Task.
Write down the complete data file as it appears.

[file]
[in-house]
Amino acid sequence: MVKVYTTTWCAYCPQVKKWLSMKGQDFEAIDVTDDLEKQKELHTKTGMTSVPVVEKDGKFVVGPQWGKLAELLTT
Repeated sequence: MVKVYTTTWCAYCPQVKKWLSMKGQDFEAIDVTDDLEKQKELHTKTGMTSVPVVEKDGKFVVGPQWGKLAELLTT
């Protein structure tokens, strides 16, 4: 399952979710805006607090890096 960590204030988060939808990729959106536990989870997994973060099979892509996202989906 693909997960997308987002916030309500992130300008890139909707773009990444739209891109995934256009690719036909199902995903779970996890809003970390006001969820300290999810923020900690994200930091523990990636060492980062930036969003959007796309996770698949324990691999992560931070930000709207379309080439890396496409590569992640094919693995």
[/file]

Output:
[in-house]
Amino acid sequence: MVKVYTTTWCAYCPQVKKWLSMKGQDFEAIDVTDDLEKQKELHTKTGMTSVPVVEKDGKFVVGPQWGKLAELLTT
Repeated sequence: MVKVYTTTWCAYCPQVKKWLSMKGQDFEAIDVTDDLEKQKELHTKTGMTSVPVVEKDGKFVVGPQWGKLAELLTT
């Protein structure tokens, strides 16, 4: 399952979710805006607090890096 960590204030988060939808990729959106536990989870997994973060099979892509996202989906 693909997960997308987002916030309500992130300008890139909707773009990444739209891109995934256009690719036909199902995903779970996890809003970390006001969820300290999810923020900690994200930091523990990636060492980062930036969003959007796309996770698949324990691999992560931070930000709207379309080439890396496409590569992640094919693995």